MEMS based inertial measurement unit for attitude and heading reference systems
Conference: Smart Systems Integration 2008 - 2nd European Conference & Exhibition on Integration Issues of Miniaturized Systems - MOMS, MOEMS, ICS and Electronic Components
04/09/2008 - 04/10/2008 at Barcelona, Spain
Proceedings: Smart Systems Integration 2008
Pages: 8Language: englishTyp: PDFPersonal VDE Members are entitled to a 10% discount on this title
Bartholomeycz, J.; Zimmermann, S.; Breng, U.; Gutmann, W.; Hafen, M.; Handrich, E.; Huber, M.; Kempfer, U.; Kopmann, H.; Kunz, J.; Leinfelder, P.; Ohmberger, R.; Probst, U.; Ruf, M.; Spahlinger, G.; Rasch, A.; Straub-Kalthoff, J.; Stroda, M.; Stumpf, K.; Weber, C.; Zimmermann, M.; Geiger, W. (LITEF GmbH, Freiburg)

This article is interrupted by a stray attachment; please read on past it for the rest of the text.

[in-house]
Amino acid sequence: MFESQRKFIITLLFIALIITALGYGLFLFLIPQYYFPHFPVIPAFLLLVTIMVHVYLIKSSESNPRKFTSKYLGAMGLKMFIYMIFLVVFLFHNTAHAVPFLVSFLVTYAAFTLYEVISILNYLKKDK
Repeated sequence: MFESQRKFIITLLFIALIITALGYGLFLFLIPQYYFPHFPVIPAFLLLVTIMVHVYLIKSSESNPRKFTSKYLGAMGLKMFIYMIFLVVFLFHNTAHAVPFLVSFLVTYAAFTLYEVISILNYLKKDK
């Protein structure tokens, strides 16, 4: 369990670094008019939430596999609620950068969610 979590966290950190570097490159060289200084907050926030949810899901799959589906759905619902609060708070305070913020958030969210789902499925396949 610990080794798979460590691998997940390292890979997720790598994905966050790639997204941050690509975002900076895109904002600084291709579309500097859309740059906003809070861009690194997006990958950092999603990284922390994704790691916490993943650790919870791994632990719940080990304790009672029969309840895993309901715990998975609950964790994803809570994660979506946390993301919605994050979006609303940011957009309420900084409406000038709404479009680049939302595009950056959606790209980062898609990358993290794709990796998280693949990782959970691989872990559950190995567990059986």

Attitude and heading reference systems (AHRS) provide pitch and roll angles relative to the earth gravity vector, and heading (azimuth) angle relative to north. Such systems are critical for aircraft that fly during darkness or under other conditions of reduced visibility. AHRS systems require an inertial measurement unit (IMU) capable of measuring angular rate and acceleration in three orthogonal axes. Magnetometer augmentation may be employed to improve long term stability. To date, angular rate measurement is typically realized using mechanical, fiber-optic or ring laser gyroscopes. While all three technologies are capable of providing the performance required for AHRS systems, they all have limitations in realizing low production cost solutions. In contrast Micro-Electro-Mechanical Systems (MEMS), produced using batch processes, have the potential to substantially lower the cost of an AHRS system. For more than a decade MEMS sensors capable of measuring acceleration and angular rate have been very common in many other fields of application such as automotive safety systems and consumer electronics. However, while MEMS accelerometers have been successfully used in AHRS systems this field has to date remained a challenge for MEMS gyroscopes. AHRS utilizing MEMS gyros have been presented and are commercially available. To our knowledge none of these systems have been qualified according to the Federal Aviation Administration (FAA) Technical Standard Order C5e (TSOC5e) for the directional gyro (DG) mode of operation. Such MEMS AHRS typically require the addition of a magnetometer to ensure the required long term stability. DG mode is required for many applications including large commercial aircraft, flights close to the magnetic north pole and helicopter flights to and from oil rigs or other large metal structures. IMUs used for DG mode operation require that the overall error should not exceed 5 °/h. In contrast, typical automotive sensors are specified in degrees per second. AHRS accelerometers require an overall error not exceeding 2.5 mg.